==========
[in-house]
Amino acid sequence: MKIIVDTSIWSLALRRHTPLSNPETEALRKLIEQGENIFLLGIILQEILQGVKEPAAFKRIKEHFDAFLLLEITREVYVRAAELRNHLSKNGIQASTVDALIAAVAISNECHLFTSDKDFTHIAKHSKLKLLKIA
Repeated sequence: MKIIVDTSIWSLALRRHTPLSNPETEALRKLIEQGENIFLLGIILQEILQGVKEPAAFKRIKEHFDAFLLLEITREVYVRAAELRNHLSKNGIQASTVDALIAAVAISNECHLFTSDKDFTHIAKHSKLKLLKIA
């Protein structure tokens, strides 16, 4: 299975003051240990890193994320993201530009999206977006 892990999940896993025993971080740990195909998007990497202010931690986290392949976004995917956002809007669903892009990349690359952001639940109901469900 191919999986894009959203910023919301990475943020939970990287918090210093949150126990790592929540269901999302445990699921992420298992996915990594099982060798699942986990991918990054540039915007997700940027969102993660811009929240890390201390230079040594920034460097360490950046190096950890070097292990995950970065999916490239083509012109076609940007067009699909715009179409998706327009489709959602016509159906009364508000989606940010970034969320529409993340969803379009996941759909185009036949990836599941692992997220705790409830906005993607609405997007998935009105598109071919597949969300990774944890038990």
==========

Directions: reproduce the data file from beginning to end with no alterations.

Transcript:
[in-house]
Amino acid sequence: MKIIVDTSIWSLALRRHTPLSNPETEALRKLIEQGENIFLLGIILQEILQGVKEPAAFKRIKEHFDAFLLLEITREVYVRAAELRNHLSKNGIQASTVDALIAAVAISNECHLFTSDKDFTHIAKHSKLKLLKIA
Repeated sequence: MKIIVDTSIWSLALRRHTPLSNPETEALRKLIEQGENIFLLGIILQEILQGVKEPAAFKRIKEHFDAFLLLEITREVYVRAAELRNHLSKNGIQASTVDALIAAVAISNECHLFTSDKDFTHIAKHSKLKLLKIA
């Protein structure tokens, strides 16, 4: 299975003051240990890193994320993201530009999206977006 892990999940896993025993971080740990195909998007990497202010931690986290392949976004995917956002809007669903892009990349690359952001639940109901469900 191919999986894009959203910023919301990475943020939970990287918090210093949150126990790592929540269901999302445990699921992420298992996915990594099982060798699942986990991918990054540039915007997700940027969102993660811009929240890390201390230079040594920034460097360490950046190096950890070097292990995950970065999916490239083509012109076609940007067009699909715009179409998706327009489709959602016509159906009364508000989606940010970034969320529409993340969803379009996941759909185009036949990836599941692992997220705790409830906005993607609405997007998935009105598109071919597949969300990774944890038990």